Previenent Grace Along the Highway

2013-04-15 10.32.25We’re staying at a rural RV park for a few weeks and it’s been a bit challenging for me to find a good place to walk.  For years now I’ve combined a walk with my prayer time so it’s an important part of my day, both spiritually and physically.  There is no city park (or better said, no city, period) so I’ve been walking along the highway.  Again, not the best place.  There’s considerable traffic, most of it flying along at 70 mph or more.  The only redeeming factor is that the shoulders of Texas highways are wide so I can keep at least a bit of distance between me and the traffic.  Still, it’s not a very good solution and I’ll be glad when I’m in more pleasant surroundings for my daily prayer-walk.

The other day as I walked I was startled when a vehicle pulled up beside of me.  It was a county deputy.  He wanted to know if I was okay or needed a ride.  I assured him that I was okay and thanked him for asking.  In retrospect, I think he was doing more than being a friendly policeman.  He was probably checking me out.  The county jail is about three miles down the road.  Either way, his checking on me was more part of his job than his being a Good Samaritan.

Today, as I walked toward the traffic an older black pickup passed by.  He was on the opposite side of the road headed north and, like everyone else, not letting any grass grow under his wheels.  However, as he passed me his brake lights came on.  He pulled off to the shoulder about a quarter mile past me, turned around, and drove back to me.

A man and a woman were in the pickup.  They had multiple tattoos and piercings.  He had a couple on his face on either side of his chin.  He rolled the window down and said, “Are you okay?  Do you need a ride?”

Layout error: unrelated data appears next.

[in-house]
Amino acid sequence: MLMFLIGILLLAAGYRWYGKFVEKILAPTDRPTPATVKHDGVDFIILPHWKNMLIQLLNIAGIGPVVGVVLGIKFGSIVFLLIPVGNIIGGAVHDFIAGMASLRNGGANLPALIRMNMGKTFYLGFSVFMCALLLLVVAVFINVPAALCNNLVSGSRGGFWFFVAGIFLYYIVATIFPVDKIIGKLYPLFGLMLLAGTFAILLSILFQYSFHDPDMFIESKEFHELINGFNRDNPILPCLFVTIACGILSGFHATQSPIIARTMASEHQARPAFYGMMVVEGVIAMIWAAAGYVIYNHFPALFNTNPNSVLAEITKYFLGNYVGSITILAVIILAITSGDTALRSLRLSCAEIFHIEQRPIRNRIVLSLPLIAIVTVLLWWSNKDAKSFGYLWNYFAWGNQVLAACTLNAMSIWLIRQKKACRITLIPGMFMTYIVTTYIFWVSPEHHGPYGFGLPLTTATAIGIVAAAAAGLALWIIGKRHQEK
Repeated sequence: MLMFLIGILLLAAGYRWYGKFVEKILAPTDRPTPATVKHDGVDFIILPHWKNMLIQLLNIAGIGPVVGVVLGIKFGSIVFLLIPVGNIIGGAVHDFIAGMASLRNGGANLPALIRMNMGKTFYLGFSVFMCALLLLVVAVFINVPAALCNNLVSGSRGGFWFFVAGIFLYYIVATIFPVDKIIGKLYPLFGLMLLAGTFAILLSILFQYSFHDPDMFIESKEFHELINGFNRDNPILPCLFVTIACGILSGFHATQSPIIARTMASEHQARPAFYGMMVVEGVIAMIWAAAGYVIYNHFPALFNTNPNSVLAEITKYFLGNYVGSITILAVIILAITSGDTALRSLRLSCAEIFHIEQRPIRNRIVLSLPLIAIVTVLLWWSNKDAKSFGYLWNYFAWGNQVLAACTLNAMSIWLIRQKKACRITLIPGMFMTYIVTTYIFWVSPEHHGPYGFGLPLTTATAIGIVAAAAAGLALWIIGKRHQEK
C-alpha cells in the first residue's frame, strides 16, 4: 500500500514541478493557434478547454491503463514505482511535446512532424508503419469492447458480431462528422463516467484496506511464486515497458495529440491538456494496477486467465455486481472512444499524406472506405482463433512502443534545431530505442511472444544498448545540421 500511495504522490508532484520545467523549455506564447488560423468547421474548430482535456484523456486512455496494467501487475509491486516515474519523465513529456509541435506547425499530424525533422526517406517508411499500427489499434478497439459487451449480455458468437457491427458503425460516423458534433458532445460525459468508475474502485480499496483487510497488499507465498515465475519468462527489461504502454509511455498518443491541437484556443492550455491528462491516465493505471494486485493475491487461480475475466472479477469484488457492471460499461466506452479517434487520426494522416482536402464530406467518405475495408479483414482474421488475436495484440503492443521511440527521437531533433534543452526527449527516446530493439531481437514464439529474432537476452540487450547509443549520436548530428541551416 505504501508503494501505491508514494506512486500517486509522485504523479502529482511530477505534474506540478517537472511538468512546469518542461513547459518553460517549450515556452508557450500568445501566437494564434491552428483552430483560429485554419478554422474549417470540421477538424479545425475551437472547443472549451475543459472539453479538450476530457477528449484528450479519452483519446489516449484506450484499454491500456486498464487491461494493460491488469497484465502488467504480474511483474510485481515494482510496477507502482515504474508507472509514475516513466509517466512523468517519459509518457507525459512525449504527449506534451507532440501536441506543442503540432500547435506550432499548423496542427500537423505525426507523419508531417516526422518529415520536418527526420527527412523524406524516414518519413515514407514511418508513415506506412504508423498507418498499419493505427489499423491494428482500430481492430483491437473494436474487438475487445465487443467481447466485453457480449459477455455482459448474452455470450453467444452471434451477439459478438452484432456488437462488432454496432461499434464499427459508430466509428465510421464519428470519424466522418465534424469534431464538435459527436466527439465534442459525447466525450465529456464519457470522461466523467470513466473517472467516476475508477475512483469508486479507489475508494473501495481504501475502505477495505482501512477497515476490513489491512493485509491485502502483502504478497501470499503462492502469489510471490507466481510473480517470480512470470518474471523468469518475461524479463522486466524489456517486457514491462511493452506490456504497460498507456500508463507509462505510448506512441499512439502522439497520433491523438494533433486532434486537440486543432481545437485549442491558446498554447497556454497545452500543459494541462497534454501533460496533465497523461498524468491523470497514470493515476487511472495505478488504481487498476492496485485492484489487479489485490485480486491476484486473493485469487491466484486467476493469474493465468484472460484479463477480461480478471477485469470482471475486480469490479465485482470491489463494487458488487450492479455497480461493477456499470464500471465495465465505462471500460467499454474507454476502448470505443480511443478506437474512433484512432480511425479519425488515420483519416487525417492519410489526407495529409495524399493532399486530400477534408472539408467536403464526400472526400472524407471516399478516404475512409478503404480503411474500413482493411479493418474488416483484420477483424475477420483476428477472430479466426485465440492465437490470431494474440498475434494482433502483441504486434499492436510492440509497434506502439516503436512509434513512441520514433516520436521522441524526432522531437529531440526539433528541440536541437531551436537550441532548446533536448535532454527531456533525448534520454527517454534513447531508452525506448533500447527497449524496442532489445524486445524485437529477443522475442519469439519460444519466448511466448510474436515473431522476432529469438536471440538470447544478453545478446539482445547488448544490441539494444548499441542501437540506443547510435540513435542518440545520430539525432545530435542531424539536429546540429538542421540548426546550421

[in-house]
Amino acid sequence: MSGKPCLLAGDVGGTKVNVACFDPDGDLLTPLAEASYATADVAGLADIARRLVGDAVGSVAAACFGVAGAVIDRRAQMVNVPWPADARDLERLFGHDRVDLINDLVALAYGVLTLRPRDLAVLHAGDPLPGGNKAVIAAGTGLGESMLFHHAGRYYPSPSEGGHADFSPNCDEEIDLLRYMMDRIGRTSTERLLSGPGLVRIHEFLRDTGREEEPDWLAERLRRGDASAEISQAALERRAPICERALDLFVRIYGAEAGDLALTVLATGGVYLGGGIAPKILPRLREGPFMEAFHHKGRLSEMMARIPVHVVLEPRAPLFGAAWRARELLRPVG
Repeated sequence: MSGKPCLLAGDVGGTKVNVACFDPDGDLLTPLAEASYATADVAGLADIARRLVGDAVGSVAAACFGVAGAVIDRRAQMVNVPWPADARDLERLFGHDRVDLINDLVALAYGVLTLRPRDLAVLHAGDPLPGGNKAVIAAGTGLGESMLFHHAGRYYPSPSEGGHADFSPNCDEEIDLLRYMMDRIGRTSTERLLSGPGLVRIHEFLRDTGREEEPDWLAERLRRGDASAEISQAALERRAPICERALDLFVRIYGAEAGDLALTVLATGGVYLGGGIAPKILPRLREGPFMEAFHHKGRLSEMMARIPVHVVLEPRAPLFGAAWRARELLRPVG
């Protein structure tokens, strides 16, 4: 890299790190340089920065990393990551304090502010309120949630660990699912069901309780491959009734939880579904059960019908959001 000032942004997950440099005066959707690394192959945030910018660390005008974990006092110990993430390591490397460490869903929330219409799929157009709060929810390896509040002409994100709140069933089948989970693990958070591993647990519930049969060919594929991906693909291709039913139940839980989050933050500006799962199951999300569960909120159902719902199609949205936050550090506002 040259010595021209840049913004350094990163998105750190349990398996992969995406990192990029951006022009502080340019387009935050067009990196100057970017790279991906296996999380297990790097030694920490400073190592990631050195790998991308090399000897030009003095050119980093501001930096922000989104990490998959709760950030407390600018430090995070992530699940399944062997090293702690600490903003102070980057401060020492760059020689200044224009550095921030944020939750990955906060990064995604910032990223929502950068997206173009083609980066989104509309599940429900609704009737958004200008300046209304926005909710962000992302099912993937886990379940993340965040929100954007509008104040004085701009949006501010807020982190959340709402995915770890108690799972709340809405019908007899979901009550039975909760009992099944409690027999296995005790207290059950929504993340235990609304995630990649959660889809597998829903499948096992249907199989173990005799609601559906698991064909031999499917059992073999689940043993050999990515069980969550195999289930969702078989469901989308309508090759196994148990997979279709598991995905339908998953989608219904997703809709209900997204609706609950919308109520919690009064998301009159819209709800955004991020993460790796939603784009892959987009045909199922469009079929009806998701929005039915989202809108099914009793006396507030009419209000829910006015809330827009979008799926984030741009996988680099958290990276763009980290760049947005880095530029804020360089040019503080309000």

I assured him that I was fine, just getting a walk.  “Are you sure?” he asked.  I said thanks for asking and added, “You’re a good guy, I really appreciate your checking on me.”

With that he did another u-turn and was off again.

I began thinking about his stopping and offering me a ride – not just stopping, but making the effort to turn around and come back to check on me.

He and his rider didn’t look like “my kind of people.”  No tattoos here.  No piercings either.  But he was concerned about this white haired guy walking down a busy highway.

John Wesley talked about “prevenient grace.”   You might think of it as the evidence that we’re created in the image of God.  In our fallen state we don’t reflect that image very well, but it’s still there.  It’s what causes people to want to show kindness to strangers.

I saw it in action out along the highway today.

Funeral for a baby that didn’t make it to birth

I just finished doing a funeral for a baby that was lost about 4 months to birth. He weighed about 9 oz. Those who held him all commented that he was a beautiful, tiny, human being. Such a tiny casket — just a bit larger than a shoe box.

My grave side service took me into new territory.

I read the O.T. scriptures that speak of how God “knew me in the womb.”

I then talked about the funeral I did for the same family last year. It was for the patriarch of their family. A good man who was over 100 years of age. I remarked that there couldn’t be two more opposite situations.

Then I began to talk to them about the grace of God.

First, I described “transformational grace.” That was very clear in the previous funeral. The man had lived for God longer than any of us had been alive and God had done many wonderful things in his life.

Then, I described “prevenient grace.” I told them that this is “the grace that goes before.” Normally, we talk about prevenient grace in terms of enabling human beings to be able to respond to God — the Almighty at work in lives even before we ever think of him.

In this case, though, we see prevenient grace in its most simple form. The scriptures I read told of God’s knowledge of the unborn child before that child can ever recognize God or respond to him. I remarked that this life resembled a sheet of paper, totally blank except for three letters in the middle of the sheet — “G O D.”

It is because of prevenient grace that we believe that child is now in the care of God.

Finally, I talked to them about how God’s prevenient grace was at work in their lives too, but that they had to respond to that grace by allowing God to transform their lives — that without our cooperation, God cannot do anything to change us.

I came away from that little grave side service with a strong sense of having been helped by God to minister in a difficult situation. I have just written these things in an effort to “decompress” a bit. Thanks for reading.